Ireland’s Finance Minister has admitted that his decision to increase the VAT rate was taken without any recognition of the fact that people may spend less when it is implemented.
Michael Noonan has publicly acknowledged that his claim that a two percent increase in the top VAT rate to 23 percent would generate one billion dollars in extra revenue is based on an assumption that public spending patterns remain unchanged.
In reality, every other VAT increase in Irish budgetary history has resulted in a drop in public spending with some revenue lost to cross border shopping.
Analysts now say that Noonan’s projections may be "hopelessly" optimistic after previous Ministers only saw an increase in revenue when they decreased the top VAT rate.
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When the late Brian Lenihan increased VAT rates to 21.5 percent, total VAT receipts fell 21 percent.
Noonan’s declaration that his estimates assume spending remain at current levels has astounded opposition parties.
The Finance Minister, responding to Fianna Fail spokesman Michael McGrath, admitted in the Irish parliament that the estimate of the yield from a two percent increase took no account of the reduced consumer demand that may arise.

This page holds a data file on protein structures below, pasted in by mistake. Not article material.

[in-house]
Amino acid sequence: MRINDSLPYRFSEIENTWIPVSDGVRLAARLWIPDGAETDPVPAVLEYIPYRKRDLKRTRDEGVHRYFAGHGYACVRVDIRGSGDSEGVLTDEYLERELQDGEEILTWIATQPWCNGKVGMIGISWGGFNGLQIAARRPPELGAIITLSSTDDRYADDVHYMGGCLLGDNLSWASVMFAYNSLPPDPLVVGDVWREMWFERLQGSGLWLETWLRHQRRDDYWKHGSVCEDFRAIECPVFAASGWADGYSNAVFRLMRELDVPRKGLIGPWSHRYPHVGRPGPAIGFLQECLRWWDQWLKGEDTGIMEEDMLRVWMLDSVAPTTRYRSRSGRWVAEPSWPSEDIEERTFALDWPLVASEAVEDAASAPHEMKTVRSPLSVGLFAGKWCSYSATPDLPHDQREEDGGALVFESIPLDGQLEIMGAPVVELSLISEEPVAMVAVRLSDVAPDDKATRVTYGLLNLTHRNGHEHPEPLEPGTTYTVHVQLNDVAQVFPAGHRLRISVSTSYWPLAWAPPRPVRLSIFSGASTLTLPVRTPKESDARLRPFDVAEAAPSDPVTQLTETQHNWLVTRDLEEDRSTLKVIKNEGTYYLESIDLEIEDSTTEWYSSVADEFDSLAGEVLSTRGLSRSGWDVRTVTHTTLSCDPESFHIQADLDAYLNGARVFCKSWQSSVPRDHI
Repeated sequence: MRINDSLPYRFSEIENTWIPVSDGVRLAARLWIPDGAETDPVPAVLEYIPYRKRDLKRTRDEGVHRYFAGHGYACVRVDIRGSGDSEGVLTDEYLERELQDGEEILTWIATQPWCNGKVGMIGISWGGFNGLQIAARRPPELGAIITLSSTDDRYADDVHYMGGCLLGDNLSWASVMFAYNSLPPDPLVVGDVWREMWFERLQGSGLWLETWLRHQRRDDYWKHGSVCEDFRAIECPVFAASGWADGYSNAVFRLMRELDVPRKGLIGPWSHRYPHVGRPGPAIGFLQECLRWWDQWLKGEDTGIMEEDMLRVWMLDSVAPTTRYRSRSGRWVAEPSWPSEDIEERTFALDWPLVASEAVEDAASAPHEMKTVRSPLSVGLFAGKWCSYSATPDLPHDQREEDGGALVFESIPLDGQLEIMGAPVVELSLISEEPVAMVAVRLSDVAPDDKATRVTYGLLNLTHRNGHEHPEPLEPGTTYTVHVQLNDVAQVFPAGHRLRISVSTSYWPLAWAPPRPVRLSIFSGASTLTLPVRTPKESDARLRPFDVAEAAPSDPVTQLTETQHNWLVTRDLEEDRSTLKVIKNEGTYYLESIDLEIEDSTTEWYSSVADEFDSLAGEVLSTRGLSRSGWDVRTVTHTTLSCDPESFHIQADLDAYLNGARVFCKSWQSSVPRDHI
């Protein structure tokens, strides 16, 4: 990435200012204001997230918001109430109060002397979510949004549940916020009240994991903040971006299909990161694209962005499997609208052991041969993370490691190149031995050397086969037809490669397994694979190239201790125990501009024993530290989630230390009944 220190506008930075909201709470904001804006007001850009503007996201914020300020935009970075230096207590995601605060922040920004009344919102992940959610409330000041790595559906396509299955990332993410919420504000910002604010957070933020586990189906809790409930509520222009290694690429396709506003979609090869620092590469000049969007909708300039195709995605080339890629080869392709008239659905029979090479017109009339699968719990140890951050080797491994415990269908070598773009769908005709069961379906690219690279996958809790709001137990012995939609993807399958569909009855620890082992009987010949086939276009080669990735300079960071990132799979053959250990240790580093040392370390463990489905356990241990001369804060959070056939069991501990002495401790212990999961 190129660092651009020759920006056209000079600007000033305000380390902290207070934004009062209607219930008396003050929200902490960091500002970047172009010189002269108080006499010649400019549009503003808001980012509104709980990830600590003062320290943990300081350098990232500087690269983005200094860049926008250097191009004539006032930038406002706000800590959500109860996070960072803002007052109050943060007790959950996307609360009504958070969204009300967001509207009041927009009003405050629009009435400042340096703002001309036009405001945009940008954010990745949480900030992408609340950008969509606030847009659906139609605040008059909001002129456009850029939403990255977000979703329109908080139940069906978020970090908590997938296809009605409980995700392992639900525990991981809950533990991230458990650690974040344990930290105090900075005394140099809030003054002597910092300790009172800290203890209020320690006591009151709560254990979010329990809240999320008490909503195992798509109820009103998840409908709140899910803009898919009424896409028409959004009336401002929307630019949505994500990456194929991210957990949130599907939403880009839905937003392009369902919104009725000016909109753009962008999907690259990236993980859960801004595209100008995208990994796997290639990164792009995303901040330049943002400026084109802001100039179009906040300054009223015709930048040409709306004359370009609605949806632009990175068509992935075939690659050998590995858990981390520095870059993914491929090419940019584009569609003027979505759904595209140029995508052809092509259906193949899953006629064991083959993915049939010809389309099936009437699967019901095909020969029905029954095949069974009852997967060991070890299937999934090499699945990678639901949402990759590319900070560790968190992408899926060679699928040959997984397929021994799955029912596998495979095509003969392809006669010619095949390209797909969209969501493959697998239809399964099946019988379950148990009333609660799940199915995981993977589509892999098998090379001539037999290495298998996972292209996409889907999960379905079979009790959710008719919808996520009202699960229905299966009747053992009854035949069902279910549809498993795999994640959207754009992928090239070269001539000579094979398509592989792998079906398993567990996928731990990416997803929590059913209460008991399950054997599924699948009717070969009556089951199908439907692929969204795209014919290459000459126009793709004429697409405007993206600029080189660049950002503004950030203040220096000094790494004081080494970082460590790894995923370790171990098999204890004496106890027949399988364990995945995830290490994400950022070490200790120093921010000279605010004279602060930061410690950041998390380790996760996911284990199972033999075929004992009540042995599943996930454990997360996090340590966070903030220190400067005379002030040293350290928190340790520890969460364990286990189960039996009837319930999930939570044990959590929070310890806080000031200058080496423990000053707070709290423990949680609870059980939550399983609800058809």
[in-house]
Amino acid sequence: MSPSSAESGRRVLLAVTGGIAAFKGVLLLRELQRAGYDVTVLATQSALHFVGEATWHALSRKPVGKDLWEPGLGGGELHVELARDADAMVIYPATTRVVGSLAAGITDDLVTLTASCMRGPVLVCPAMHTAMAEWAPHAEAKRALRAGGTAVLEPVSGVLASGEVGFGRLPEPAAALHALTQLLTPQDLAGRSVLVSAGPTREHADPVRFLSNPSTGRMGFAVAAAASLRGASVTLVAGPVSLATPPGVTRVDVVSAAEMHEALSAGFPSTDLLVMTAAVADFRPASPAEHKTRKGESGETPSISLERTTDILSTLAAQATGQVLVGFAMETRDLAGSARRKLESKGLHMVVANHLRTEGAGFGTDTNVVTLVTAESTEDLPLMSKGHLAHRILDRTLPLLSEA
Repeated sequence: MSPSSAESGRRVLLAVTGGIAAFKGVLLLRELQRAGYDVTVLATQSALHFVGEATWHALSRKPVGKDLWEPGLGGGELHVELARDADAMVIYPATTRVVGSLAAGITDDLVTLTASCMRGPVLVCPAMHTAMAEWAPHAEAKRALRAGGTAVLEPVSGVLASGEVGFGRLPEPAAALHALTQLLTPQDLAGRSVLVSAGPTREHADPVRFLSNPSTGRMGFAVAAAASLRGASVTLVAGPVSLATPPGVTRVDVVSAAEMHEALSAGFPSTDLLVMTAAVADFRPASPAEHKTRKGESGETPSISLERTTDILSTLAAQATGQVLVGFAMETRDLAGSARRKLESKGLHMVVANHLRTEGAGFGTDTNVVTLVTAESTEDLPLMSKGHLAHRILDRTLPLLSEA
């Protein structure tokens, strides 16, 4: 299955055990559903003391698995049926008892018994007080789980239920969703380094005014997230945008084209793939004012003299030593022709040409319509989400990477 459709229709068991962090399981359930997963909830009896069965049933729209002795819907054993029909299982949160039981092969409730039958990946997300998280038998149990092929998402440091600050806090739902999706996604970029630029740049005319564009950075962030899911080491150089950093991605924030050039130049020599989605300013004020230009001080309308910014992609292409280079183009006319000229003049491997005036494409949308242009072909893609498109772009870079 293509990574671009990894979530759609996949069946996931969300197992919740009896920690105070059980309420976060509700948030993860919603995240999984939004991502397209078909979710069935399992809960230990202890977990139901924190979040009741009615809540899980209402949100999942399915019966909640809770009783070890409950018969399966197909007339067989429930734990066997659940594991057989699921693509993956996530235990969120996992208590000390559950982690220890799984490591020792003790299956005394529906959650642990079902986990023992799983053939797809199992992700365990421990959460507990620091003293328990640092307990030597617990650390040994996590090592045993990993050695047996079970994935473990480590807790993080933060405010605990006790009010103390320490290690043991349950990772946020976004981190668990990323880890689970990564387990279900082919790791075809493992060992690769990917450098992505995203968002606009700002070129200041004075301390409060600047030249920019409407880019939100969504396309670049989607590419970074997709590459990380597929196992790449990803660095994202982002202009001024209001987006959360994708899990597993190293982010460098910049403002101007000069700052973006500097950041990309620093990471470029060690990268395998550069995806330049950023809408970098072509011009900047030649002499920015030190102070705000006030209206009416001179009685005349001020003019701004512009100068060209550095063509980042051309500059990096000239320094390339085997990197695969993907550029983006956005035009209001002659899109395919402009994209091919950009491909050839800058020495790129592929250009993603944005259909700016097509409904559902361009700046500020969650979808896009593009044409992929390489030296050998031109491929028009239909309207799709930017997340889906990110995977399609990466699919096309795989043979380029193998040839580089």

The Minister said: “I am informed by the Revenue Commissioners that the revenue that would be raised from a two percent increase in the standard rate of VAT is estimated at €670m in a full year.
“This estimate does not take into account any behavioural change on the part of taxpayers as a consequence of such a measure.”
McGrath has labelled Noonan’s admission as “quite incredible."
The Fianna Fail spokesman on Finance said: “If you speak with retailers in any town, village or city in Ireland, they will tell you that a two percent increase in VAT will lead to less consumer demand.
“In the border counties, retailers are adamant that the VAT increase will encourage more consumers to shop across the Border. It will depress consumer demand and cost jobs.”